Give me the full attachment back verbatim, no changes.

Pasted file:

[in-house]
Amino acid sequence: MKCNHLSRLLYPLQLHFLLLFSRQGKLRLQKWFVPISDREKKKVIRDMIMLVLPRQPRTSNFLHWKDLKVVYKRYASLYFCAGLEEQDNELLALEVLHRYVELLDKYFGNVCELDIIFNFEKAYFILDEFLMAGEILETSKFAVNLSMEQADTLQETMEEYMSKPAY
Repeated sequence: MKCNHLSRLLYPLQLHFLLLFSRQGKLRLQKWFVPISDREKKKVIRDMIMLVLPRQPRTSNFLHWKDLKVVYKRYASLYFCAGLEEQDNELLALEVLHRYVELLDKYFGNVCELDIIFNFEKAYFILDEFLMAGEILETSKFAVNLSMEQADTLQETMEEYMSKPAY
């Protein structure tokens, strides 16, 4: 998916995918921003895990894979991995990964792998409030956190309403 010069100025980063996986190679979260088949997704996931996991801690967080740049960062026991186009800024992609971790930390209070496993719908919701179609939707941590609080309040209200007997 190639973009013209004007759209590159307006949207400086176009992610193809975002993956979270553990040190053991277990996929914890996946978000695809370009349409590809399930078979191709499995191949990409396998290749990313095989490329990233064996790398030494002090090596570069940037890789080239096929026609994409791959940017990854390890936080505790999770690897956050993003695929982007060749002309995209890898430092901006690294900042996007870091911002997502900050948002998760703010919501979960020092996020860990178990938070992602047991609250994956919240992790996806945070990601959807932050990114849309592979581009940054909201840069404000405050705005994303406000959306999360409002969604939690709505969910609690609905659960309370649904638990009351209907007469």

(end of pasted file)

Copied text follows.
[in-house]
Amino acid sequence: MKCNHLSRLLYPLQLHFLLLFSRQGKLRLQKWFVPISDREKKKVIRDMIMLVLPRQPRTSNFLHWKDLKVVYKRYASLYFCAGLEEQDNELLALEVLHRYVELLDKYFGNVCELDIIFNFEKAYFILDEFLMAGEILETSKFAVNLSMEQADTLQETMEEYMSKPAY
Repeated sequence: MKCNHLSRLLYPLQLHFLLLFSRQGKLRLQKWFVPISDREKKKVIRDMIMLVLPRQPRTSNFLHWKDLKVVYKRYASLYFCAGLEEQDNELLALEVLHRYVELLDKYFGNVCELDIIFNFEKAYFILDEFLMAGEILETSKFAVNLSMEQADTLQETMEEYMSKPAY
């Protein structure tokens, strides 16, 4: 998916995918921003895990894979991995990964792998409030956190309403 010069100025980063996986190679979260088949997704996931996991801690967080740049960062026991186009800024992609971790930390209070496993719908919701179609939707941590609080309040209200007997 190639973009013209004007759209590159307006949207400086176009992610193809975002993956979270553990040190053991277990996929914890996946978000695809370009349409590809399930078979191709499995191949990409396998290749990313095989490329990233064996790398030494002090090596570069940037890789080239096929026609994409791959940017990854390890936080505790999770690897956050993003695929982007060749002309995209890898430092901006690294900042996007870091911002997502900050948002998760703010919501979960020092996020860990178990938070992602047991609250994956919240992790996806945070990601959807932050990114849309592979581009940054909201840069404000405050705005994303406000959306999360409002969604939690709505969910609690609905659960309370649904638990009351209907007469």